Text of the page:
Wednesday Review - The Duchess of Death by Richard Hack

Wednesday Aug 18 2010
by Jack

Hack, Richard, Duchess of Death: The Unauthorised Biography of Agatha Christie (London:  J.R. Books, 18.99 pounds, 2010).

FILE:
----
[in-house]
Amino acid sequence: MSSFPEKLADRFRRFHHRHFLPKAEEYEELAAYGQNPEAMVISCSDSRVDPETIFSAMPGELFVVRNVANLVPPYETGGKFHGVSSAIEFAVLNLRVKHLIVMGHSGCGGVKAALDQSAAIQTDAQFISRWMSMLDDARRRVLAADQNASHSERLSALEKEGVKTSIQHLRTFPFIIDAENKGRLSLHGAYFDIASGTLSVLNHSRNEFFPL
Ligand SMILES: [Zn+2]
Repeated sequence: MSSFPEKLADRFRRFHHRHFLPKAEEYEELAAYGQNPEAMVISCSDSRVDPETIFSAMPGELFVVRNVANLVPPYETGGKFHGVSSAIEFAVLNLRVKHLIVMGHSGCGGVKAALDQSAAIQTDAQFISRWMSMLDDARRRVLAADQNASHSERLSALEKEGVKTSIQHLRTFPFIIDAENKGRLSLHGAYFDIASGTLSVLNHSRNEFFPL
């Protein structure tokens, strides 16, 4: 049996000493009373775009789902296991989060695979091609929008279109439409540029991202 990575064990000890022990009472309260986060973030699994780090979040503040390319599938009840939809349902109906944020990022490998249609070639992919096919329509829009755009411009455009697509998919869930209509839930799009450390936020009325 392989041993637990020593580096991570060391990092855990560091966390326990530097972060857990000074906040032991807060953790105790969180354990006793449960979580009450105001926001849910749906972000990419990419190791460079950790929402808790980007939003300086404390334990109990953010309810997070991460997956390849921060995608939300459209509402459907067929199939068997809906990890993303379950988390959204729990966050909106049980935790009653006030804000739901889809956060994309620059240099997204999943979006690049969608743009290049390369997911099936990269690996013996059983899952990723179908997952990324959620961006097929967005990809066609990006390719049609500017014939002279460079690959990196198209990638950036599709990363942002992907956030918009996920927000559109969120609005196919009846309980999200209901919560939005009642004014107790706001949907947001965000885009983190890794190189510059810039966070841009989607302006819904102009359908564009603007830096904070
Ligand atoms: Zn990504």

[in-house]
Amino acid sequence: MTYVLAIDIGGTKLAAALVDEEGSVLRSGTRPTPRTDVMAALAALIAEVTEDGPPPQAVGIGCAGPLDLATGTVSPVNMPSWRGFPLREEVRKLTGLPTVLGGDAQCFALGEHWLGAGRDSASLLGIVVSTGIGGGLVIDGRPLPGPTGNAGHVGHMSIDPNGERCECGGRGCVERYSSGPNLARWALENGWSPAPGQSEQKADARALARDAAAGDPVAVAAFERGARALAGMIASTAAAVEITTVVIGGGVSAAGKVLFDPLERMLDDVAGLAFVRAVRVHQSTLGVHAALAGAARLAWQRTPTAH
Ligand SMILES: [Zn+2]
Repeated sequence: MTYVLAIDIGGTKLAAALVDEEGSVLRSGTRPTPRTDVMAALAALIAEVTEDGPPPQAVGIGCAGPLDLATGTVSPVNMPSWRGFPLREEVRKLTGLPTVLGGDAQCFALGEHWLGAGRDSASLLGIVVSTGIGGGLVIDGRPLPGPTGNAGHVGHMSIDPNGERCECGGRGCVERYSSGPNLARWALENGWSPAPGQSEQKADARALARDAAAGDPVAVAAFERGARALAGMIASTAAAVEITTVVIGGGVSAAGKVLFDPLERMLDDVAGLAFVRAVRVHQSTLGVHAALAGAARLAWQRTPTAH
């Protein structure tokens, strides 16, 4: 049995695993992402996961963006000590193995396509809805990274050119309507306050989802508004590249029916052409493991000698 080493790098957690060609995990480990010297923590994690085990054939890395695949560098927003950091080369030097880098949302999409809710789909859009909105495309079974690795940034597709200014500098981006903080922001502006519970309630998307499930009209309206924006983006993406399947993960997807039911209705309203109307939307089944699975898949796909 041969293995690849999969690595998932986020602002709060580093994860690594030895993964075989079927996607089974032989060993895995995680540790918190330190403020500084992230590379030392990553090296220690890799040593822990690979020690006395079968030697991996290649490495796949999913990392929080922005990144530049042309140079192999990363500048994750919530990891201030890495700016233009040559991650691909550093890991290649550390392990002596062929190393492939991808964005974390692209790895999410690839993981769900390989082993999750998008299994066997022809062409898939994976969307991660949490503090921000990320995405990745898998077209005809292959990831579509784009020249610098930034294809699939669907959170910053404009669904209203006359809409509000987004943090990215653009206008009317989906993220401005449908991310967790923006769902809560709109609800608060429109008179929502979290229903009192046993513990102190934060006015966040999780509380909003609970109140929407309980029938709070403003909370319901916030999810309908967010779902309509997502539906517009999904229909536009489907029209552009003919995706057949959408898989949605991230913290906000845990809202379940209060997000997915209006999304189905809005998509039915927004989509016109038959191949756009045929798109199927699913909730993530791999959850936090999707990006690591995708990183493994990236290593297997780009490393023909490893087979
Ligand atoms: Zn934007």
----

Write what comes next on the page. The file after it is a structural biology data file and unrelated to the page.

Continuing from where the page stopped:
Richard Hack is an American writer and talk-show guest, the latter indicating the kind of books he writes, which appeal to those of salacious curiosity.  The books include an exposé of Howard Hughes, an exposé of J. Edgar Hoover, and now, an “Unauthorised” biography  of Agatha Christie.  There are several good reasons for emphasizing that a biography is unauthorized, chiefly to stress that the author has been denied access to the subject’s papers and family.  There are also some bad reasons, including to stress that the author is willing to trawl widely (and deeply) for new material, preferably of stuff that the subject would rather was not revealed and possibly is not even true. This book trawls, and as one might have suspected, does not come up with much that is truly new.   Dame Agatha’s life has been written about a number of times, and there is not much more dirt to be dug up there.  So we get a rehearsal of the famous disappearance of 1926 with no new conclusions, and a lot of time spent doing the math on the disparity in ages between Christie and her second husband (it was fourteen years, claims the author).  The book basically confirms what we already knew: that Agatha was a pretty dull and mostly conventional lady.

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